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Thu, Jul 31, 2014, 1:58pm (UTC -5) | 🔗
Re: DS9 S7: What You Leave Behind

Kahryl, I always wondered what happened to the surviving Jem'Hadar, Vorta, and Founders. Maybe they were exiled back to the Gamma Quadrant. As far as the aftermath, the Dominion initially sent several hundred ships when it took over Cardassia, and lost several thousand when the Prophets stepped in during Sacrifice of Angels. The loss of those resources had to damage the Dominion's position back home. With Odo basically negotiating the surrender, I imagine the other Founders would keep their word to Odo to stay away from the Alpha Quadrant.
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Wed, Jul 30, 2014, 7:03pm (UTC -5) | 🔗
Re: Star Trek: Nemesis

As said by many others, this movie killed Trek for two major reasons (and a couple minor ones):

1. The scripts for Insurrection and Nemesis were no better than a regular episode and couldn't carry the weight of a feature film. They were boring and winning no new fans. "Mustachioed Villain with BS motivations a doomsday weapon and a countdown part n" would have been a good working title.

2. Everything about this plot was a big middle finger to the loyal fans they had left. Every five minutes was a major break in years of continuity built between TNG, DS9, and even parts of the previous couple movies. I wasn't expecting the movie to cater to fanboys, but it was like the writers never watched a single episode of Star Trek before making the movie. As a fan of Trek I spent more time scratching my head than watching the movie the first time around.

3. The TNG movies could have been called "Picard and Data parts I-IV." Every single plot was about them and only them. The rest of the cast combined probably didn't equal their screen time.

4. The TNG series ended on a fairly high note, but they were running out of ideas and laid the groundwork for DS9 and Voyager. The movies had nothing to offer except show us how the TNG cast was aging before our eyes.
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Tue, Aug 14, 2012, 6:13pm (UTC -5) | 🔗
Re: DS9 S7: Tacking into the Wind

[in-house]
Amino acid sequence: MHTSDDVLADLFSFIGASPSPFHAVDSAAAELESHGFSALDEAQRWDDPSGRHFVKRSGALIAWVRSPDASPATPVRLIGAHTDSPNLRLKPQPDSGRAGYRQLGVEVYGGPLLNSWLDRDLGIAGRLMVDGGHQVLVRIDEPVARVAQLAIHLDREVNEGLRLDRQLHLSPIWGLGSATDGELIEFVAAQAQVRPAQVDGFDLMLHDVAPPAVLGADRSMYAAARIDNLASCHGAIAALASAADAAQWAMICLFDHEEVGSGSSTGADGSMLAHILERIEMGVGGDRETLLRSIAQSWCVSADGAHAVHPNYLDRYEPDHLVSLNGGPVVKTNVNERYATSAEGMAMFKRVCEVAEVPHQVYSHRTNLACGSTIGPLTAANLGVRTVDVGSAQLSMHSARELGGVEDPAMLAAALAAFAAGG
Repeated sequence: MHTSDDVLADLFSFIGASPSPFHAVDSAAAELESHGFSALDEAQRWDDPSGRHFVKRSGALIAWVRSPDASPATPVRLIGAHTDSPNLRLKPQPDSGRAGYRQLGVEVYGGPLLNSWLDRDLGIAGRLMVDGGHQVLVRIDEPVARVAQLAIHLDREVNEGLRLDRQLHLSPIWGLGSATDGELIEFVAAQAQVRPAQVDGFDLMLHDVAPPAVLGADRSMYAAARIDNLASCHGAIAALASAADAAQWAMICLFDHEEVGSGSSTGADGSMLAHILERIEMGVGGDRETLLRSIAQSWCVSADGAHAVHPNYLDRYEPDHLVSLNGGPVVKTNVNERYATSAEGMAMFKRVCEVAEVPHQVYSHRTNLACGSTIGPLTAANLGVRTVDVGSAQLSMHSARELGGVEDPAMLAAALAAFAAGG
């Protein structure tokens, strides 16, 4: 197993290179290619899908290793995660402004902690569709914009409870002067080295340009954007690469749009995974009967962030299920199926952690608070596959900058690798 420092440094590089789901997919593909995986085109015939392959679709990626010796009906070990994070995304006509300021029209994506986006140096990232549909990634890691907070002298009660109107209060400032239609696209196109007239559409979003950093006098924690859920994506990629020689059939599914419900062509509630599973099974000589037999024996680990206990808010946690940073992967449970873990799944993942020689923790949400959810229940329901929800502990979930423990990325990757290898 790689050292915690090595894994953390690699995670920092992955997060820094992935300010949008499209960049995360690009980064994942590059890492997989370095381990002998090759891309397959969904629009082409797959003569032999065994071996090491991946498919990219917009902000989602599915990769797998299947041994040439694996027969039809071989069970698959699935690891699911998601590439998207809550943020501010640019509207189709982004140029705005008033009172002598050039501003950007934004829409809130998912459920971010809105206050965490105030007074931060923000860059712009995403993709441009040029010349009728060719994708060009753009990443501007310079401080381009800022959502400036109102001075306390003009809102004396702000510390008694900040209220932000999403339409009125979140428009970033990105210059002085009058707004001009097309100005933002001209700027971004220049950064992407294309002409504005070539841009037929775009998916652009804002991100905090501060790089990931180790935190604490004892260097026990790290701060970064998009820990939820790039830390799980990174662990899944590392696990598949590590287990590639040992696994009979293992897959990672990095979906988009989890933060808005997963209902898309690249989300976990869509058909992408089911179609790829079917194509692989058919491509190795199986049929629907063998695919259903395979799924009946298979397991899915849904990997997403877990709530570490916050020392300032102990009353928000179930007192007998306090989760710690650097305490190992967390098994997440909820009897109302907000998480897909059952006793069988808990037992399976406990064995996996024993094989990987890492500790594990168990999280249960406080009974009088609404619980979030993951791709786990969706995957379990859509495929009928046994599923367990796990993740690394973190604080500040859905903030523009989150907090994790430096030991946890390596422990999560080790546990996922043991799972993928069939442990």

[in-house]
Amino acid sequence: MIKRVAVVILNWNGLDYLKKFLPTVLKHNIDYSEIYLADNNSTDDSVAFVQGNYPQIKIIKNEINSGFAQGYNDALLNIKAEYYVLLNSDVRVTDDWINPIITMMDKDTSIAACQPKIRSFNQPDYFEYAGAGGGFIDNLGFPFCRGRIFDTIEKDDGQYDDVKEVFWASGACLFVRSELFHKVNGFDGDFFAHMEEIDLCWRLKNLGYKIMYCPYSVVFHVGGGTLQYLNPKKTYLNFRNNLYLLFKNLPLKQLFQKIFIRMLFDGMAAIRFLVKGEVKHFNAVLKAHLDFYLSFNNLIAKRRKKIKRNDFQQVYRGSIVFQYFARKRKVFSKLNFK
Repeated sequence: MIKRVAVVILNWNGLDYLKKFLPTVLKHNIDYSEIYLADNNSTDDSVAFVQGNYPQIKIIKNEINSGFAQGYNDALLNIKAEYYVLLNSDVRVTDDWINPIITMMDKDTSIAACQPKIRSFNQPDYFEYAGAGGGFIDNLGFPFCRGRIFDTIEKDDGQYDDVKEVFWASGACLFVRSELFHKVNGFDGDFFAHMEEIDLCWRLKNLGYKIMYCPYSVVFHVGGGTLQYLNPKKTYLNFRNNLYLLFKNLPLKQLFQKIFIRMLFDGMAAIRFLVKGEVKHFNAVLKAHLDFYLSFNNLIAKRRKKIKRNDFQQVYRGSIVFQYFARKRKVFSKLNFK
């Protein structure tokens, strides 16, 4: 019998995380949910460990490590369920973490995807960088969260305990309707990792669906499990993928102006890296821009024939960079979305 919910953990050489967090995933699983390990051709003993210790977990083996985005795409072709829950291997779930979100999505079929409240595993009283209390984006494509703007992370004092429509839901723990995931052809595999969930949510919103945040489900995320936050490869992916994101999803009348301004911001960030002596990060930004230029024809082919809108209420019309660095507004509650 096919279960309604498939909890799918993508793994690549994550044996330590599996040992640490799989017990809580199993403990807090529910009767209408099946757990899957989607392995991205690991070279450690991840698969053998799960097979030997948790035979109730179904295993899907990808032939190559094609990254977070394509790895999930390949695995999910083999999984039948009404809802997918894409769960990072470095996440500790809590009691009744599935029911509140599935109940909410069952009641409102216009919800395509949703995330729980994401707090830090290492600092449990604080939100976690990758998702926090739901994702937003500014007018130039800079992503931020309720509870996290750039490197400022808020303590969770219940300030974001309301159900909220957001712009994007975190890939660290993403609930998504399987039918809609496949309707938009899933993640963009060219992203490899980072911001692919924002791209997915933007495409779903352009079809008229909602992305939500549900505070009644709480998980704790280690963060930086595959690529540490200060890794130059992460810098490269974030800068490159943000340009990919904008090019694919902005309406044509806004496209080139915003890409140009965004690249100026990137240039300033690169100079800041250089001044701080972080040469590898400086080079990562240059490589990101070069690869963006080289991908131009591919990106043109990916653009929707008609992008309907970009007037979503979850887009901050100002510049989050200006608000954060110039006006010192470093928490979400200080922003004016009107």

With regards to Damar's family, the Dominion is great at manipulation, but we've also seen how cold and callous they can be. At this point in the war, they're in "slaughter everybody" mode. They have such low regard for the Cardassians that rather than play the politics involved with fighting an insurgency they believe they can keep killing them until the insurgency stops. Contemporary counterinsurgent strategies involve making friends out of the affected population. The Dominion is completely autocratic and believes you're either loyal subjugated servants or you're roadkill. Picture more like Rome/Spartacus than Britain/India.
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Tue, Aug 14, 2012, 4:32pm (UTC -5) | 🔗
Re: DS9 S7: Field of Fire

Elliot, I would offer Voyager as picking apart what we were led to believe about Vulcans. In the first episode, Tuvok is undercover as a Maquis. Chakotay challenges him on the Vulcans Can't Lie motif, but Tuvok basically says "it's okay because I was doing my job."

In a later episode Tuvok disobeys Janeway and helps Torres buy a device that might get them home. He explains that it was logical to disobey her. Janeway's comeback is "you can use logic to justify anything."

Enterprise of course took Archer's prejudice that all Vulcans are arrogant pricks and made it a racial trait.

I thought "Take Me Out..." took it a bit far with Starfleet allowing an all Vulcan crew led by an obviously racist Vulcan, but DS9 wasn't the only series to take exception with the TOS/TNG build up of the Vulcan culture.
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Tue, Aug 14, 2012, 3:33pm (UTC -5) | 🔗
Re: DS9 S7: Afterimage

Ezri had no business counseling Garak. She has a truckload of her own personal problems, and professionally she has the presence of a psychology STUDENT rather than someone with a medical license. Garak wiped the floor with her, and just to add insult to injury, Vic Fontaine showed her up a couple episodes later. When a hologram does a better job giving therapy than the therapist does (and her only comeback was "but you're just a hologram!"), it's time to hang it up.
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